There might also be a lightness or flexibility of attention. There can be a spirit of experimentation, a willingness to try new things, because you realize that your relationships are not set in stone. Our relationships are living entities, so we can keep stretching our love out—and that goes for both giving and receiving.Read online ...
The Program in Pastoral Care and Counseling encourages the spiritual formation of our pastors believing a strong spiritual base is the greatest resource a church leader can possess. It helps us weather the many storms of ministry and deepens the incredible joys ministry provides. Following is a list of Spiritual Directors in our area. We encourage you to take advantage of this rich resource. This listing will appear in each edition of our bi-monthly webpage updates and new names and contact information will be provided as we learn of them and have permission to include them. If you are a director or know of a director that is not included here please let us know.
Debbie Baker - firstname.lastname@example.org
Bruce Batchler-Glader – email@example.com
Harry Finkbone - Finkbone1@gmail.com
Joy Gordon - firstname.lastname@example.org
Karen Hollingsworth - email@example.com
Liz Nau – firstname.lastname@example.org
Hazel Partington – lakehavenministries.com
Jennifer Olin-Hitt – email@example.com
Judy Ringler -- firstname.lastname@example.org
Sharon Seyfarth Garner – email@example.com
Valerie Stultz - firstname.lastname@example.org
Carol Topping - email@example.com
Laura Tradowsky -- firstname.lastname@example.org
Laurie Tucker - email@example.com
5 Techniques to Fight Back Your Inner Critic
by Anneli Rufus
I know why I walk with a limp. It's because my legs are different lengths. So who is it that shrieks at me every time I cross a room: You ugly, graceless, clumsy cripple?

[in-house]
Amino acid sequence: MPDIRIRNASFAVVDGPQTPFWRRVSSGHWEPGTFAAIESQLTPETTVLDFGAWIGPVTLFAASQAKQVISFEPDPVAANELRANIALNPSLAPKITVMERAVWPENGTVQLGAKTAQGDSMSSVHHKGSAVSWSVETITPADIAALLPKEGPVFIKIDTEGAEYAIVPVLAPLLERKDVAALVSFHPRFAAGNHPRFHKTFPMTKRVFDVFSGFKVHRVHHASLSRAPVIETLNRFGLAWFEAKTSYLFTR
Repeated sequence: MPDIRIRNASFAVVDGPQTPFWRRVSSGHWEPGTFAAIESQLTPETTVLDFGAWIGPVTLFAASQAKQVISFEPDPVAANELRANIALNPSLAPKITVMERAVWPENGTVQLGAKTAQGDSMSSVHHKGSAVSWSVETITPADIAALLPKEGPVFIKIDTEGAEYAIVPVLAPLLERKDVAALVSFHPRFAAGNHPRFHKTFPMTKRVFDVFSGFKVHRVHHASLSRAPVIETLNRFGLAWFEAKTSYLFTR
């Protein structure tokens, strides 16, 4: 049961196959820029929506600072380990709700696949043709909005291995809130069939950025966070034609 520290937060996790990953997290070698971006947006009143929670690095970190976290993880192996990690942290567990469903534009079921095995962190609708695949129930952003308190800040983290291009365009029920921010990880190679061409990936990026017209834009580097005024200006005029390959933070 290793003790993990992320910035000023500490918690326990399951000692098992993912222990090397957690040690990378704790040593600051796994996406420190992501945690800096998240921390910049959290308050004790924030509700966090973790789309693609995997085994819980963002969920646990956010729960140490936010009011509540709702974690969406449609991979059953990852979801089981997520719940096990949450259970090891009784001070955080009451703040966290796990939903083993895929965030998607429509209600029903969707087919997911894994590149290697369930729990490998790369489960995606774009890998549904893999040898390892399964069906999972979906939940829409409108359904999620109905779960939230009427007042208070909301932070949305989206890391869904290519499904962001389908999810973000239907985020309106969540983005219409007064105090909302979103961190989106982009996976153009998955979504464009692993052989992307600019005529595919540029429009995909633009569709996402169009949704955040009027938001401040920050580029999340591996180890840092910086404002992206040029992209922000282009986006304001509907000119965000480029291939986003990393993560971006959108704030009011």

My inner critic, that's who.
The trouble with our inner critics is that they are us.
They aren't all of us. But they also aren't alien invaders or sneaky stowaways with separate lives outside of us. They are highly trained parts of us: insidious, relentless, expert parts.
Those "voices" in our heads that harangue, harass, insult and undermine us are aspects of our minds: not physical body parts but modes our minds adopt. Skills we have learned and internalized, on par with tying our shoes, tap-dancing or talking in rhyme—but, unlike those other skills, the inner-critic skill is one we learned unwillingly, unwittingly.
In other words, we're brainwashed. . . .
Here are a few steps to help get us started:
Anneli Rufus’ latest work, Unworthy: How to Stop Hating Yourself, was released by Tarcher Penguin in May 2014 and continues this path, addressing self-esteem.
If you have any questions or issues you would like for us to address or would like to get email alerts when new resources have been posted please contact Howard Humphress at firstname.lastname@example.org or use our quick contact form.